the rich) while labor’s (i.e. the middle and working class) share of the pie slowly diminishes. Beyond simply understanding the definition of income inequality, it is also helpful to understand the history of wealth disparity in America. Once again, Piketty does a marvelous job of illustrating the dynamic state of income equilibrium in the United States in his work, Capital in the Twenty-First Century. As far as we can tell, inequality was very high in the U.
S. during the late nineteenth and early twentieth centuries (Piketty 23) . However, America saw a historic shift in income distribution that effectively ended this period of high inequality that scholars dubbed the “Gilded Age”. From around 1913 until the mid-to-late 1970s, income disparity had fallen dramatically and leveled off; while the wealthiest ten percent of Americans received forty five to fifty percent of national income in the 1910s, the same class of wealthy elites collected only thirty to thirty five percent of national income as the 1940s were drawing to a close (Piketty 23). By the 1980s, inequality was once again on the rise, until by the 2010s the distribution of national income was as uneven as it had been a century prior (Piketty 12-13) . Clearly, the United States has a certain history when it comes to the demon of income inequality.
After having experienced a long period of relatively high disparity, the nation was blessed with several decades of a comparatively more equal economic situation only to see earnings diverge again in what economist Paul Krugman has christened a “new Gilded Age” (“For Richer”) . Surely it is safe to say that inequality most certainly exists in the United States. But what exactly are the implications and consequences of this form of economic injustice? There are plenty of conundrums that stem from wealth inequality. Alan Kruger, the chairman of Obama’s council of advisers, discusses these new obstacles brought about by the unequal sharing on national income in great detail during his speech, “The Rise and Consequences of Inequality”. Among all of the consequences Kruger lists, two stand out as the most important. First, the most recent rise in income inequality that began in the 1980s has also been a period in which the American economy as a whole has grown at a slower rate compared to the decades of lower inequality that characterized the 1940s to 1970s.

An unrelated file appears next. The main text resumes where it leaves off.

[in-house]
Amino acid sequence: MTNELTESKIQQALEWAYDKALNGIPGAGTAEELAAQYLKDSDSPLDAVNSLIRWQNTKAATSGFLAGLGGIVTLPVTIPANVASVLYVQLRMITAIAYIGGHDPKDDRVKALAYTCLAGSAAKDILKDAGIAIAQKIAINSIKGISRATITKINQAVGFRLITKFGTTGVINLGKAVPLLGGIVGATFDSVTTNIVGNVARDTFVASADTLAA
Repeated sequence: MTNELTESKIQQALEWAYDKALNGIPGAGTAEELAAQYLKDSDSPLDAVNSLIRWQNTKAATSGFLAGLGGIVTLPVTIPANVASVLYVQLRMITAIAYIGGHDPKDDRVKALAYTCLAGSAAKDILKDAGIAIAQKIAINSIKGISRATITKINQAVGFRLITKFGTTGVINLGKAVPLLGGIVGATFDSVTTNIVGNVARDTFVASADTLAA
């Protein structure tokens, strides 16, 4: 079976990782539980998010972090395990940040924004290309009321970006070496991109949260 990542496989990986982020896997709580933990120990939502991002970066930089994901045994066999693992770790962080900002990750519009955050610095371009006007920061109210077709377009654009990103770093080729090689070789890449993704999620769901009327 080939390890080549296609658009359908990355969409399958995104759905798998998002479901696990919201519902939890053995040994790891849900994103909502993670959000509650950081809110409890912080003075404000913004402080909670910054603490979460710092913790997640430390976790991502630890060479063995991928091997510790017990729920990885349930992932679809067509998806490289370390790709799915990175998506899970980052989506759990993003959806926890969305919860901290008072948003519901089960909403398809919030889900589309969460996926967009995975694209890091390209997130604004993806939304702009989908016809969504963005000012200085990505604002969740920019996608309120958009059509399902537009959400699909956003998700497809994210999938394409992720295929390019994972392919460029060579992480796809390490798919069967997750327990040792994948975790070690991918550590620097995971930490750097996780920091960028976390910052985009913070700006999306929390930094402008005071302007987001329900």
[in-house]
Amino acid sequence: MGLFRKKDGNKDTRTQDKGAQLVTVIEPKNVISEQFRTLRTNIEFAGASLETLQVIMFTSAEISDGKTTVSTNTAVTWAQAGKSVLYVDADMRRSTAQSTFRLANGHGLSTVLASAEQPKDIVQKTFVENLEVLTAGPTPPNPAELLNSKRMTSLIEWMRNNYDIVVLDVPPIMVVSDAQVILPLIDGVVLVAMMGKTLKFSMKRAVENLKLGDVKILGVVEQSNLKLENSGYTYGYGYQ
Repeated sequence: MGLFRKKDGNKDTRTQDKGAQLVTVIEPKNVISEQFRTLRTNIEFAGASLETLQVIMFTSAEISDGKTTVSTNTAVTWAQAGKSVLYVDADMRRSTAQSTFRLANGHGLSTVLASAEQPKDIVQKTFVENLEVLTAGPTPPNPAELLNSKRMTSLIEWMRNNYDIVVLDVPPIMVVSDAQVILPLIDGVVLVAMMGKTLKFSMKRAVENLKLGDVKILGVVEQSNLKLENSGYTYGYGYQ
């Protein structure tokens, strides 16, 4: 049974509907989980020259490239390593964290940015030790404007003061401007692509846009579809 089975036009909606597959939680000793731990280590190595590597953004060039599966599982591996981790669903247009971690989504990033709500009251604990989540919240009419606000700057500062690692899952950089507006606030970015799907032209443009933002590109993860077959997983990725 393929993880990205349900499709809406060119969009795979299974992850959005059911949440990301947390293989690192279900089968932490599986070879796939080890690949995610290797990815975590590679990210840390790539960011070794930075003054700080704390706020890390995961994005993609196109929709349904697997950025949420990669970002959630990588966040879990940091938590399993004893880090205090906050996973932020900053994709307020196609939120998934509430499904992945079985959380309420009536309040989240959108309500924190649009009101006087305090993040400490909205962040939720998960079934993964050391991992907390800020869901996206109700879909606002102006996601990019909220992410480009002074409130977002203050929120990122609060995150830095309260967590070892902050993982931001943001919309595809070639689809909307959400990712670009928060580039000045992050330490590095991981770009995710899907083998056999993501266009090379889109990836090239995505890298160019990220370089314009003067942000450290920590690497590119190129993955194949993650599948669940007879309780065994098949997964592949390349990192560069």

Thomas Piketty often refers to the period of higher growth that followed World War Two as the “Trente Glorieuses”, which is French for the “glorious thirty [years]” (96-99) . The thirty year time span between the 1940s to the 1970s saw the U.S. economy growing at an average rate of about four percent a year, while the reemergence of higher income disparity beginning in the 1980s and continuing to the present day yielded an average growth rate of only two percent per year (Piketty 85-87) . Returning to “The Rise and Consequence of Inequality”, Alan Kruger also warns of the decline in social mobility that has accompanied the rise of increasingly uneven economic gains. Social mobility is a term to describe whether a person has the ability to earn more money in his or her life, than that of his or her parents.
Essentially, it is the ability for an individual to move up in an economic sense by making more money. Kruger found that social mobility has steadily been decreasing as income inequality has risen. In other words, people are now more likely to end up making the same amount of money that their parents made with little opportunity to move up in terms of personal wealth. If this persists, the rich will become even more entrenched than they already are and the poorest members of society will have an even harder time escaping the cruel cycle of poverty. This development goes directly against the American Dream that anyone can exceed in this country if he or she is willing to work hard enough. This nation is becoming a place where only the rich can succeed.